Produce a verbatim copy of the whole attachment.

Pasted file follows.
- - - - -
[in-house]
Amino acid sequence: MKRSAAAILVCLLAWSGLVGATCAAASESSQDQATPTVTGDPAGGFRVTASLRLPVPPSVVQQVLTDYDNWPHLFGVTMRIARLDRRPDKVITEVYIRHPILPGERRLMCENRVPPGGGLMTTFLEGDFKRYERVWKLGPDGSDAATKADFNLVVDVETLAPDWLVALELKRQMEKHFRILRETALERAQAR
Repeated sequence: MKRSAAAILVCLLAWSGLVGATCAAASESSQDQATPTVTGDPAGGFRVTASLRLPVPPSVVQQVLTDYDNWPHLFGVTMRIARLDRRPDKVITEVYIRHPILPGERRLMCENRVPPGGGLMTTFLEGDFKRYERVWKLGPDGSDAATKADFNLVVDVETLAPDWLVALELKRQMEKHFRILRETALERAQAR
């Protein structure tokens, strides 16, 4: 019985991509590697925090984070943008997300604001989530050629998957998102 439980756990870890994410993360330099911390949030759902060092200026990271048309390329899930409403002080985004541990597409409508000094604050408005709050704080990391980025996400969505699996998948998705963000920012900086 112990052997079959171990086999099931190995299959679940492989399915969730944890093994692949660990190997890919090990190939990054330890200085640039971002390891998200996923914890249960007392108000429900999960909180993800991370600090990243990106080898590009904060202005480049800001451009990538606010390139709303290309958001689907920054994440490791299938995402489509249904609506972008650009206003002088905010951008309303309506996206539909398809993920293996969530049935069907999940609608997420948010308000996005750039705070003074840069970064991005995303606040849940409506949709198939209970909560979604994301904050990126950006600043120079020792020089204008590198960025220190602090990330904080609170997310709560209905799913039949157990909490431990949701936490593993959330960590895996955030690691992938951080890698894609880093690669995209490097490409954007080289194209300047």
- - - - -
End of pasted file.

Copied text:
[in-house]
Amino acid sequence: MKRSAAAILVCLLAWSGLVGATCAAASESSQDQATPTVTGDPAGGFRVTASLRLPVPPSVVQQVLTDYDNWPHLFGVTMRIARLDRRPDKVITEVYIRHPILPGERRLMCENRVPPGGGLMTTFLEGDFKRYERVWKLGPDGSDAATKADFNLVVDVETLAPDWLVALELKRQMEKHFRILRETALERAQAR
Repeated sequence: MKRSAAAILVCLLAWSGLVGATCAAASESSQDQATPTVTGDPAGGFRVTASLRLPVPPSVVQQVLTDYDNWPHLFGVTMRIARLDRRPDKVITEVYIRHPILPGERRLMCENRVPPGGGLMTTFLEGDFKRYERVWKLGPDGSDAATKADFNLVVDVETLAPDWLVALELKRQMEKHFRILRETALERAQAR
């Protein structure tokens, strides 16, 4: 019985991509590697925090984070943008997300604001989530050629998957998102 439980756990870890994410993360330099911390949030759902060092200026990271048309390329899930409403002080985004541990597409409508000094604050408005709050704080990391980025996400969505699996998948998705963000920012900086 112990052997079959171990086999099931190995299959679940492989399915969730944890093994692949660990190997890919090990190939990054330890200085640039971002390891998200996923914890249960007392108000429900999960909180993800991370600090990243990106080898590009904060202005480049800001451009990538606010390139709303290309958001689907920054994440490791299938995402489509249904609506972008650009206003002088905010951008309303309506996206539909398809993920293996969530049935069907999940609608997420948010308000996005750039705070003074840069970064991005995303606040849940409506949709198939209970909560979604994301904050990126950006600043120079020792020089204008590198960025220190602090990330904080609170997310709560209905799913039949157990909490431990949701936490593993959330960590895996955030690691992938951080890698894609880093690669995209490097490409954007080289194209300047």